Making the Right Call
It isn't easy being a sports official, but modest salaries, lots of travel and constant criticism take a backseat to the camaraderie and challenges of the game
From the Print Edition:
Sharon Stone, July/Aug 2004
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That's how he found himself on the field for one of the most controversial finishes to a college season in memory. With Ohio State in need of a first down deep into overtime against Miami, a pass play ended in an apparent incompletion. It would have handed the Hurricanes the national championship, but several seconds after the play ended, a flag was thrown and a pass interference call made. Given the reprieve, Ohio State scored and eventually won the game.
As the referee, Christal was responsible for the entire officiating crew. But he was also responsible for watching the offensive backfield on the play, which is why he saw nothing more than exactly what he was supposed to. "People always ask me about that pass interference call," he says. "I say, 'The only thing I can tell you is, the quarterback wasn't roughed.' 'Well, weren't you watching it?' 'No, I've got a job to do.' I watch the snap, the right tackle if it's a right-handed quarterback, and then I live and die with the quarterback."
If he sounds prickly, it's because that play underscores how little the public understands his job. They don't know about the 90-minute conference call every Wednesday night during the season, the hours watching other officials on tape, the years of training, or even the three miles Christal runs on most days to stay in shape. "All anyone cared about on the pass interference call was how late the flag came, but if you watch the play on the tape, it was absolutely the correct call," he says. "The man was held three times on the same play. But because Dan Fouts said it wasn't pass interference, everyone buys into it."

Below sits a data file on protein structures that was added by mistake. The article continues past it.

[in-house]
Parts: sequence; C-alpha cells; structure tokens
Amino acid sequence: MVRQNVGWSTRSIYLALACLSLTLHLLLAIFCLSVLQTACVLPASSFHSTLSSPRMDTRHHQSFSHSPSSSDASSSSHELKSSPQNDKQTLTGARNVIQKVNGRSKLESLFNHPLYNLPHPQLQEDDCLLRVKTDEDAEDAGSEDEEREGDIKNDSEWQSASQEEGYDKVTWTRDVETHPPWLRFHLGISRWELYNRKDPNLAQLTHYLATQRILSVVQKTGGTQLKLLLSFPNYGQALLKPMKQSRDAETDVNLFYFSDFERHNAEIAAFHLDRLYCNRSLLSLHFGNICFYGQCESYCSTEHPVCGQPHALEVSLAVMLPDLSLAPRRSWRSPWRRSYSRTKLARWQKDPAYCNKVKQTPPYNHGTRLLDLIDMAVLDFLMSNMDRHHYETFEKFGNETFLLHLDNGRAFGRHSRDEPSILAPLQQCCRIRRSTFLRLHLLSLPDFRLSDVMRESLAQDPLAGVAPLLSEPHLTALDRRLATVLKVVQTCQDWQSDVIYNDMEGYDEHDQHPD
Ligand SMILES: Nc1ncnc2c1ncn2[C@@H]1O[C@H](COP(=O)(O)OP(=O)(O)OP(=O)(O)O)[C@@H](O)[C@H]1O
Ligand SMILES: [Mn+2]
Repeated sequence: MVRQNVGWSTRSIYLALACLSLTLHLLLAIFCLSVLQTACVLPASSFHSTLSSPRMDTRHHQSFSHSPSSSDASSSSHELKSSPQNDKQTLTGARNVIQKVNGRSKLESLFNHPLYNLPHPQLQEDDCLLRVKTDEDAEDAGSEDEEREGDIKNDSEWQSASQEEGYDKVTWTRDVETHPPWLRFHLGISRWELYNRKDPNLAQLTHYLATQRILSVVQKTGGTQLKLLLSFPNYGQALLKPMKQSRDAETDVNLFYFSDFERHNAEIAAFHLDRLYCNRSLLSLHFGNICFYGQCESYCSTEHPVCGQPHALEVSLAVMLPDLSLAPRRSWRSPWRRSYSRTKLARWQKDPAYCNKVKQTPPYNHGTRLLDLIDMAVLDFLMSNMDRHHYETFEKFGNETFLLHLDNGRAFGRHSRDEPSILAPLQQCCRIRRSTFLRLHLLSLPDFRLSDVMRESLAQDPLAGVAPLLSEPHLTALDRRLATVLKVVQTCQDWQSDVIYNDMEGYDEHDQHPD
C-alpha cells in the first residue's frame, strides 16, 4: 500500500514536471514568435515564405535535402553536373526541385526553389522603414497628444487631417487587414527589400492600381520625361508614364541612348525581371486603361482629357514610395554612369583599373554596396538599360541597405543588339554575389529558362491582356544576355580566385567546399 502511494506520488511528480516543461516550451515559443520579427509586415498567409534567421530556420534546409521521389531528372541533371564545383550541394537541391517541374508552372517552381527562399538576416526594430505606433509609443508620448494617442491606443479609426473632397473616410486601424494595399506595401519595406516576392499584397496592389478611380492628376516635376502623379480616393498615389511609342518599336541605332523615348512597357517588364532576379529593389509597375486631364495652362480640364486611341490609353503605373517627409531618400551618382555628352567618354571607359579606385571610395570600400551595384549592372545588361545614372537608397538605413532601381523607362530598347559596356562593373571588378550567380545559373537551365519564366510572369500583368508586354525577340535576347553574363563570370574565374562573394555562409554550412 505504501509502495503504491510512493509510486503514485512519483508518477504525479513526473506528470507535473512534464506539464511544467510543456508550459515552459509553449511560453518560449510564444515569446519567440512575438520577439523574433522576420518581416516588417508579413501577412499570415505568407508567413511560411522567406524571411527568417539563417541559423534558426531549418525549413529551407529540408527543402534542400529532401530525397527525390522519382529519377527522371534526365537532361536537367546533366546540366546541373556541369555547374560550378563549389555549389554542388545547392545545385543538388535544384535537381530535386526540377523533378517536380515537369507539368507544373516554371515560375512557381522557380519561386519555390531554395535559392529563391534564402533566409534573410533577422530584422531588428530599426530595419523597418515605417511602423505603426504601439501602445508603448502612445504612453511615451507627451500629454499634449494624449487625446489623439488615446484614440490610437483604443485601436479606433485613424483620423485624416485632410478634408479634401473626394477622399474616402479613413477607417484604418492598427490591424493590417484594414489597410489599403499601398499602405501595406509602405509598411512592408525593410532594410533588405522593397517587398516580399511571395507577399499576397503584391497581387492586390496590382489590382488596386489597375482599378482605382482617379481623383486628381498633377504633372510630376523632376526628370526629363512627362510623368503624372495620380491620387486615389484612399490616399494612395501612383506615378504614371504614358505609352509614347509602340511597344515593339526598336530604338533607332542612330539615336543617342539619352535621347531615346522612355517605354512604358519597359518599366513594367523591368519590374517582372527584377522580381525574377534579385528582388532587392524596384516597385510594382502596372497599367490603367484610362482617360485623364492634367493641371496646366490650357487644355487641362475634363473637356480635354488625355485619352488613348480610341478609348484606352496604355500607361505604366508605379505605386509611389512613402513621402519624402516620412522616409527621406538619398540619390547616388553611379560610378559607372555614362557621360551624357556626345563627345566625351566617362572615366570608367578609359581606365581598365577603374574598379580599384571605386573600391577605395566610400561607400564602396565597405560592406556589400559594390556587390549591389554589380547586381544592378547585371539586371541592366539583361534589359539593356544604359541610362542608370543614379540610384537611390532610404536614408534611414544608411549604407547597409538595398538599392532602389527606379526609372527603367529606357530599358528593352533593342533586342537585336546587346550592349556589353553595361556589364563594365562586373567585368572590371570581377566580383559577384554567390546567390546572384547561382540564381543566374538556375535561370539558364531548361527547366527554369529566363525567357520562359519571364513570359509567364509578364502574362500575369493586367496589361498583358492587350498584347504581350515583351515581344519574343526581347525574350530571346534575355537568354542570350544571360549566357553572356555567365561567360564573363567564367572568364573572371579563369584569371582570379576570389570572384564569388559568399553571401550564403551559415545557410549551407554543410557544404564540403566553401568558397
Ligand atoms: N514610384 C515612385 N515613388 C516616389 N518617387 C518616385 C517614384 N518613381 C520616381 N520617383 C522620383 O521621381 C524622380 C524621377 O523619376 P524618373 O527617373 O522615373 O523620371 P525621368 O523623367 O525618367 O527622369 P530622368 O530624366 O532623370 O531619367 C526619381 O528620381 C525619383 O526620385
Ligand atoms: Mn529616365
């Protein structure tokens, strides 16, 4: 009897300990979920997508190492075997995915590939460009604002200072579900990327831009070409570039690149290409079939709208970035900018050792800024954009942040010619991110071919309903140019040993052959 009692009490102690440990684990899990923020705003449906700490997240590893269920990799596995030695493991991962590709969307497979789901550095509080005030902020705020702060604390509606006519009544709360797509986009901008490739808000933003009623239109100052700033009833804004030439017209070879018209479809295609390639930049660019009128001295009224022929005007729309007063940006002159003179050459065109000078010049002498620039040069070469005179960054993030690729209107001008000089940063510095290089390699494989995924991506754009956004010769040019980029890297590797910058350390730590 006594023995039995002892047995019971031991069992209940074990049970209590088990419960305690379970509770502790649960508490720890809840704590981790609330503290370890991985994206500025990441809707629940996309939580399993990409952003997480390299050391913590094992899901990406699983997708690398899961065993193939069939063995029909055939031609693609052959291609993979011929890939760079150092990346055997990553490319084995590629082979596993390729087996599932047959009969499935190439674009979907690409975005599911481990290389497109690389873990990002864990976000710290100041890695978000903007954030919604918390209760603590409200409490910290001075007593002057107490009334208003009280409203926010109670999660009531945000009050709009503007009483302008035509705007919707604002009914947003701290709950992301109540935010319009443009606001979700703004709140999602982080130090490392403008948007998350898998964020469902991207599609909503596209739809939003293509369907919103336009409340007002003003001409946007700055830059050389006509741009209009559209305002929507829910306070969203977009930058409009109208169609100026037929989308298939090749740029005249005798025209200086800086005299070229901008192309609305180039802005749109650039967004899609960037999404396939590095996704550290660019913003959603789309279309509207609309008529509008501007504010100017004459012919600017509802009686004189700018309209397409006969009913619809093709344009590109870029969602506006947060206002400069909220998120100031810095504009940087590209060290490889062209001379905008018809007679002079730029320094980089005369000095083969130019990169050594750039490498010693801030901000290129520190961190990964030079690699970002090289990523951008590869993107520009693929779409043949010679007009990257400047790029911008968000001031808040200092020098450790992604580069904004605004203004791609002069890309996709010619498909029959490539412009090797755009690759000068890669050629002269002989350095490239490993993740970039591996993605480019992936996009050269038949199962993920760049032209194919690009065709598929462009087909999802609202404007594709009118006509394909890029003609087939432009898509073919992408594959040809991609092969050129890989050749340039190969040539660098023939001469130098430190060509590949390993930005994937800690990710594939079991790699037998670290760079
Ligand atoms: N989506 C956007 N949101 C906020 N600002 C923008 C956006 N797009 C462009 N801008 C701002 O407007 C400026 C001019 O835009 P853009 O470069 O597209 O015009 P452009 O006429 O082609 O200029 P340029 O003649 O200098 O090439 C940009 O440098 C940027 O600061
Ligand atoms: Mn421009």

Christal and Bible agree that the second-guessing is the most galling part of the job. Everyone who steps into the broadcast booth feels free to pass judgment, and these renowned broadcasters—all former players, not officials—influence the opinions of millions who might not fully understand the rules. "I worked Texas Tech and Texas [last fall], and a lot of people at our country club were at the game or saw it on TV," Bible says. "I can't tell you how many of them told me, 'Hey, you did a great job the other night.' Well, with all due respect, how the hell would they know?"
When Bible was one of a handful of officials offered jobs by the NFL for the 1994 season, he was thrilled. "I thought, 'This is the ultimate, this is the pinnacle, this is fantastic," says Bible, who had been working in the Southwest Conference at the time. He lasted three years, three of the worst of his life. He'd been refereeing for decades, as opposed to working as a line judge, a back judge or an umpire, but like all newly hired NFL officials, he started in the league in the defensive backfield, watching receivers running at him—a view he hadn't seen in years. He graded out poorly on the weekly reviews that each officiating crew is given. After that, he was afraid to make a mistake.
Getting fired was a relief. He returned to his law practice, caught on with the Big 12, and regained his life. Christal saw it all happen. He was sad to see his friend fail, but happy to have him back in the college ranks.
Having lived through Bible's NFL experience, Christal is the wiser for it. He knows now how special the bond between a referee and his crew is in a conference like the Big 12. He only earns about $875 a week (augmented by a $300 per diem, and airfare) for 10 weeks, as opposed to the $7,000 to $8,000 a week for 16 weeks that an NFL referee makes, but he didn't take the job to get rich, or even to watch college football. "I don't love the sport," he says flatly. "I don't even like it. What I love is my crew. They're family. I can't wait to get on a plane and fly to Columbia, Missouri, this weekend. What I do is fun. I don't know of anyone in the NFL—no one, absolutely no one—who says it's fun."
And yet, no less than any of the players on the field, Christal is a competitor. As content as he is in the Big 12, as rotten as his best friend's experience was in the NFL, he can't stand not knowing if he would have been good enough. So when asked if he would consider an NFL offer if given the chance, he doesn't hesitate.
He has spent his life reaching for the next rung on the ladder, and the NFL is at the top. "It's all about being the best," he says. "I'd like to know if I could do it. I'd work the NFL this Sunday, if I could."
The Art of the Whistle
Shaquille O'Neal takes a pass inside the foul lane and Boston's Michael Stewart knows what he must do. He wraps the Lakers center in the kind of hug that movies end with. A moment passes and then O'Neal suddenly swings an elbow in an effort to get free.
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